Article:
Abstract: In this paper, I present counterexamples to the evidence thesis, the thesis that S knows that p at t only if S believes that p on the basis of evidence at t. The outline of my paper is as follows. In section 1, I explain the evidence thesis and make clear what a successful counterexample to the evidence thesis will look like. In section 2, I show that instances of nonoccurrent knowledge are counterexamples to the evidence thesis. At the end of section 2, I consider the primary thesis of my paper – that the evidence thesis is false – to be successfully defended. In section 3, I consider three variations of the evidence thesis. The first variation restricts the evidence thesis to occurrent knowledge; the second requires for knowledge that one’s belief could be based on evidence; and the third requires for knowledge that the belief was based on evidence at a suitable prior time. The secondary thesis of this paper is that these variations are also subject to serious objections.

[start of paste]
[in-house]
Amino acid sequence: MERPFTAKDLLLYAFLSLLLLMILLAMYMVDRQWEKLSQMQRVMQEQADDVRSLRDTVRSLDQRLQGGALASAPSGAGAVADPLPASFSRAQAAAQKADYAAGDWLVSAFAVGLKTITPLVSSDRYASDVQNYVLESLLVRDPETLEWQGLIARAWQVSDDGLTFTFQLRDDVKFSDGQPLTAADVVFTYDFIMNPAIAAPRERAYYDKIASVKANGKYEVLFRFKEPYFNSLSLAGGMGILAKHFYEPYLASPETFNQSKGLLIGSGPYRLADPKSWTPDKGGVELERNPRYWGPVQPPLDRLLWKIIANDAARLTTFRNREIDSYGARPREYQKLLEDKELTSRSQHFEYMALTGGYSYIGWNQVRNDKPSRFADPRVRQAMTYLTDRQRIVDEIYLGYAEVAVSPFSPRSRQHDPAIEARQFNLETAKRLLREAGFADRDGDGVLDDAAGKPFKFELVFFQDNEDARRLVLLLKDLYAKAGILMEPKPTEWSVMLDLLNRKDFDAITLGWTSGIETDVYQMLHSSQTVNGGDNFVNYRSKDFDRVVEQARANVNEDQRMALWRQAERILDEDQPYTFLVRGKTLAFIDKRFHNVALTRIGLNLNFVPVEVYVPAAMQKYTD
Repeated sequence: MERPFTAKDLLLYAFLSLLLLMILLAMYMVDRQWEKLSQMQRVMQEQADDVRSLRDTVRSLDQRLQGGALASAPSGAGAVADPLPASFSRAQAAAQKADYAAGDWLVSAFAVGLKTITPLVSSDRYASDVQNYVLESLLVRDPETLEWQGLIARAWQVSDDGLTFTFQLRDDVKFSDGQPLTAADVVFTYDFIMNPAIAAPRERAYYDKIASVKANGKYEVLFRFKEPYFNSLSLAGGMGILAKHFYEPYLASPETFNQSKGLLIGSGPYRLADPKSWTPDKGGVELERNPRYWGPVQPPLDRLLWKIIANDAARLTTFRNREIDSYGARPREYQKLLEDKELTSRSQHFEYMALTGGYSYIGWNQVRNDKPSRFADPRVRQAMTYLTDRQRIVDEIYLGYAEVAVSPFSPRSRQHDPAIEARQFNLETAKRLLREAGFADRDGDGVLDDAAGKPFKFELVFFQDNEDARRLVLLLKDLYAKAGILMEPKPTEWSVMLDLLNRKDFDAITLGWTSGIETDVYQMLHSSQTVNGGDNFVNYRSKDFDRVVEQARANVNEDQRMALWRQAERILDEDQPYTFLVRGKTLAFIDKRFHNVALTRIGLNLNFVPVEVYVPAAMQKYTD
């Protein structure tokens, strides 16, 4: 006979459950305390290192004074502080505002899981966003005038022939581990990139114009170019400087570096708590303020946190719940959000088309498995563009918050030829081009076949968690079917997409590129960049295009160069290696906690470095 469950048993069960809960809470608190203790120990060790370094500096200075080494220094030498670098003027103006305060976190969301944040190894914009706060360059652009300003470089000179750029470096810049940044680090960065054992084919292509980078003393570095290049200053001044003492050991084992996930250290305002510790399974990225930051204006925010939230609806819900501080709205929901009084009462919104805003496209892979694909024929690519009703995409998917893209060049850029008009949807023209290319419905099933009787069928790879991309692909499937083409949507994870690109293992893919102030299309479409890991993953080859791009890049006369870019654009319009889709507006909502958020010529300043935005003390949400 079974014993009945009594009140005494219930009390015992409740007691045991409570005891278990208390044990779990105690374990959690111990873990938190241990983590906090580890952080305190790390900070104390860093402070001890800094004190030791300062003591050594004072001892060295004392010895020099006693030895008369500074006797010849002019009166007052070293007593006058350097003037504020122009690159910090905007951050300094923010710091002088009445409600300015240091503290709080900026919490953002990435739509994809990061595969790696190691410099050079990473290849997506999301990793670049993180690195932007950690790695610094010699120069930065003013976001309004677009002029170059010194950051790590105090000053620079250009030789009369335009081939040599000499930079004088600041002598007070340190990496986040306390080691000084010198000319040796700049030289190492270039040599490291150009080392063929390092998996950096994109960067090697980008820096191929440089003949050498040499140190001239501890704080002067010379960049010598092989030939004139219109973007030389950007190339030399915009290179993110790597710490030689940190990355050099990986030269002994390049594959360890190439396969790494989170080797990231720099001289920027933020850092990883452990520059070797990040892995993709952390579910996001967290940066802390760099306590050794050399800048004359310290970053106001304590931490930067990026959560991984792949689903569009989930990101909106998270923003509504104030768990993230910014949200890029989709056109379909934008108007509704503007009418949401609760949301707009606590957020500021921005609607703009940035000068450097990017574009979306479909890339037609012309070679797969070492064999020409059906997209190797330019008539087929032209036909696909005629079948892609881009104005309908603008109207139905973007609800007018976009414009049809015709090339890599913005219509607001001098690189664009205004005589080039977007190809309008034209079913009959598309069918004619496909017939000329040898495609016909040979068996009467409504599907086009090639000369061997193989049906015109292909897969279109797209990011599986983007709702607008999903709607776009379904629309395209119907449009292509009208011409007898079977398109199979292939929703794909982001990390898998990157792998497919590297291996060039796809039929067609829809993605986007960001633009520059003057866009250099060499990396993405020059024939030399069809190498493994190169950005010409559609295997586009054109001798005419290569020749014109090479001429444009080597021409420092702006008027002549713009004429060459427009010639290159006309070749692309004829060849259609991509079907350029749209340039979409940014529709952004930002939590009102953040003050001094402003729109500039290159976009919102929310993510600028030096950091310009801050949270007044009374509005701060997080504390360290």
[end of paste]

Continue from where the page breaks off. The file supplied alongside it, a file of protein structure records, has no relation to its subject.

Abstract: Let ‘warrant’ denote whatever precisely it is that makes the difference between knowledge and mere true belief. A current debate in epistemology asks whether warrant entails truth, i.e., whether (Infallibilism) S’s belief that p is warranted only if p is true. The arguments for infallibilism have come under considerable and, as of yet, unanswered objections. In this paper, I will defend infallibilism. In Part I, I advance a new argument for infallibilism; the basic outline is as follows. Suppose fallibilism is true. An implication of fallibilism is that the property that makes the difference between knowledge and mere belief (which I dub ‘warrant*’) is the conjunctive property being warranted and true. I show that this implication of fallibilism conflicts with an uncontroversial thesis we have learned from reflection on Gettier cases: that nonaccidental truth is a constituent of warrant*. It follows that infallibilism is true. In the second part of the paper, I present and criticize a new argument against infallibilism. The argument states that there are plausible cases where, intuitively, the only thing that is keeping a belief from counting as knowledge is the falsity of that belief. Furthermore, it is plausible that such a belief is warranted and false. So, the argument goes, infallibilism is false. I show that this argument fails.